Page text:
National Geographic : 1960 Jul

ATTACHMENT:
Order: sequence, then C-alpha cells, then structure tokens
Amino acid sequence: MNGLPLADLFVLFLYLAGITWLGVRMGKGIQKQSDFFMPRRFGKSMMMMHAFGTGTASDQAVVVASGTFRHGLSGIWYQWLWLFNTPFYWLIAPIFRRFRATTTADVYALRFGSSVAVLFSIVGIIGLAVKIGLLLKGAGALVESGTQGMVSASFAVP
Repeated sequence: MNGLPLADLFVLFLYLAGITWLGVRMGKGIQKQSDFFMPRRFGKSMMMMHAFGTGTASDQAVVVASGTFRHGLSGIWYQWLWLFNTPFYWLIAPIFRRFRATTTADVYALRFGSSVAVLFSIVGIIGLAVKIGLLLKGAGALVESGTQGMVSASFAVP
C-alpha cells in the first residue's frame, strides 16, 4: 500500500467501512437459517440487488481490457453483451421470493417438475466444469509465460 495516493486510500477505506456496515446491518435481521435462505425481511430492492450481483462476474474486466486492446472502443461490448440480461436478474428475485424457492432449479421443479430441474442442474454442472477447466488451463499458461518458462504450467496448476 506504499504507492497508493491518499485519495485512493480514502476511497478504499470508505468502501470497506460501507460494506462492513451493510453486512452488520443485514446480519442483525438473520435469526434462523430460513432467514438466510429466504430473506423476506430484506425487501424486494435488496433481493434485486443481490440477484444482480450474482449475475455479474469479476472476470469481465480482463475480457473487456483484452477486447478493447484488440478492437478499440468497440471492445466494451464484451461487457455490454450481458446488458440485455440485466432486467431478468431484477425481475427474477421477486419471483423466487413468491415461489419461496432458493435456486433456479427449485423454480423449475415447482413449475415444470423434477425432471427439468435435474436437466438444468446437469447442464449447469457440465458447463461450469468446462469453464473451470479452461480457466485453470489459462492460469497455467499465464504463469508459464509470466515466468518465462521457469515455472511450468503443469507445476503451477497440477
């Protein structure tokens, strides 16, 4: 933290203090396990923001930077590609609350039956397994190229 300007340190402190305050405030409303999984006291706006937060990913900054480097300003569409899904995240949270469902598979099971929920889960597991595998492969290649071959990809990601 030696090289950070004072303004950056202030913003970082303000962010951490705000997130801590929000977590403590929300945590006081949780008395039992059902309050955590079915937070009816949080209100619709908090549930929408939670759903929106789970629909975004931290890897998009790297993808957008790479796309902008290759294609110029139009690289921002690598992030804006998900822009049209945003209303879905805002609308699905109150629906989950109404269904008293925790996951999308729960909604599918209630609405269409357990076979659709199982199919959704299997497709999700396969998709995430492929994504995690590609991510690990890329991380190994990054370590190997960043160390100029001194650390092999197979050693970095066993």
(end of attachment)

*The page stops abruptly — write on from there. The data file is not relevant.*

naut's globe-girdling flight. Next year an Atlas rocket will blast a man into orbit at five miles a second, and he will circle our planet three times in a mere 4/ hours. But sometime before the end of 1960 an astronaut will take the first tentative step into space. One morning, probably before the first hint of dawn, he will climb into a one-ton conical capsule atop a Redstone rocket at Cape Canaveral, Florida. He will recline upon a contour couch, sweat out a long countdown, then endure an accelerative force nine times his weight as the missile blasts him a hundred miles high. Sixteen and a half minutes after take-off his capsule will parachute into the sea Little Joe Rocket Hurls a Space-suited Monkey Into the Stratosphere If the booster rocket launch ing an astronaut fails, the Mercury capsule blasts itself free of the booster and para chutes into the sea. Last January NASA scientists tested the escape procedure with a capsule carrying a specially trained, six-pound rhesus monkey, Miss Sam. Raging streamers of fire lift Little Joe, a solid-pro pellant booster, from Wal lops Island, Virginia (left). Metal tower atop the cap sule supports an escape rocket. At 36,500 feet, the escape rocket ignites; in a single second it whisks the capsule 250 feet to the right of its booster (above). Para chutes eased Miss Sam down to the Atlantic for a quick recovery. Going up, the monkey endured an accel erative force 14 times her weight, but she emerged from the capsule frisky and unscathed. Dressed for take-off in a custom-tailored space suit (right), Miss Sam smiles like a model in a toothpaste advertisement. Her scientist friends say she will marry Sam, a rhesus monkey who survived an earlier rocket voyage 100 miles high.